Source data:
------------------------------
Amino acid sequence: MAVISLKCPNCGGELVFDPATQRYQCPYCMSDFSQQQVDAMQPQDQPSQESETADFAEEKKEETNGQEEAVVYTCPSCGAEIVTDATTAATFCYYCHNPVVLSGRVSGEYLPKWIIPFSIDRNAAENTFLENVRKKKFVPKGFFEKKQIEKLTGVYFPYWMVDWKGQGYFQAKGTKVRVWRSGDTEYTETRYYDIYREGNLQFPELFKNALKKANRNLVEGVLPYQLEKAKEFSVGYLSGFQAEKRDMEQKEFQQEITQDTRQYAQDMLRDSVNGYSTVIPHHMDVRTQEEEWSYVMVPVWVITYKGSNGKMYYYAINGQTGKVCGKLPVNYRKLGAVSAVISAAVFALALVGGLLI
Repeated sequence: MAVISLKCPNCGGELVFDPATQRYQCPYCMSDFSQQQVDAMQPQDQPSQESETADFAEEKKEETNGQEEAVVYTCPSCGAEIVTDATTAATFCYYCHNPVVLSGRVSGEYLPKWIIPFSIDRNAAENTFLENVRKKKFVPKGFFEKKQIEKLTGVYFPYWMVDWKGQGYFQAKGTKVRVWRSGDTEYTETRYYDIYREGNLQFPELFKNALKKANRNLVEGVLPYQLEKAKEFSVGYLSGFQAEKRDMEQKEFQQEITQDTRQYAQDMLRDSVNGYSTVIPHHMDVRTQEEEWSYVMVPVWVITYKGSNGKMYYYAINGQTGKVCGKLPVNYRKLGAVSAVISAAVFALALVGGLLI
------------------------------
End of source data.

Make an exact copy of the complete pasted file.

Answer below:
Amino acid sequence: MAVISLKCPNCGGELVFDPATQRYQCPYCMSDFSQQQVDAMQPQDQPSQESETADFAEEKKEETNGQEEAVVYTCPSCGAEIVTDATTAATFCYYCHNPVVLSGRVSGEYLPKWIIPFSIDRNAAENTFLENVRKKKFVPKGFFEKKQIEKLTGVYFPYWMVDWKGQGYFQAKGTKVRVWRSGDTEYTETRYYDIYREGNLQFPELFKNALKKANRNLVEGVLPYQLEKAKEFSVGYLSGFQAEKRDMEQKEFQQEITQDTRQYAQDMLRDSVNGYSTVIPHHMDVRTQEEEWSYVMVPVWVITYKGSNGKMYYYAINGQTGKVCGKLPVNYRKLGAVSAVISAAVFALALVGGLLI
Repeated sequence: MAVISLKCPNCGGELVFDPATQRYQCPYCMSDFSQQQVDAMQPQDQPSQESETADFAEEKKEETNGQEEAVVYTCPSCGAEIVTDATTAATFCYYCHNPVVLSGRVSGEYLPKWIIPFSIDRNAAENTFLENVRKKKFVPKGFFEKKQIEKLTGVYFPYWMVDWKGQGYFQAKGTKVRVWRSGDTEYTETRYYDIYREGNLQFPELFKNALKKANRNLVEGVLPYQLEKAKEFSVGYLSGFQAEKRDMEQKEFQQEITQDTRQYAQDMLRDSVNGYSTVIPHHMDVRTQEEEWSYVMVPVWVITYKGSNGKMYYYAINGQTGKVCGKLPVNYRKLGAVSAVISAAVFALALVGGLLI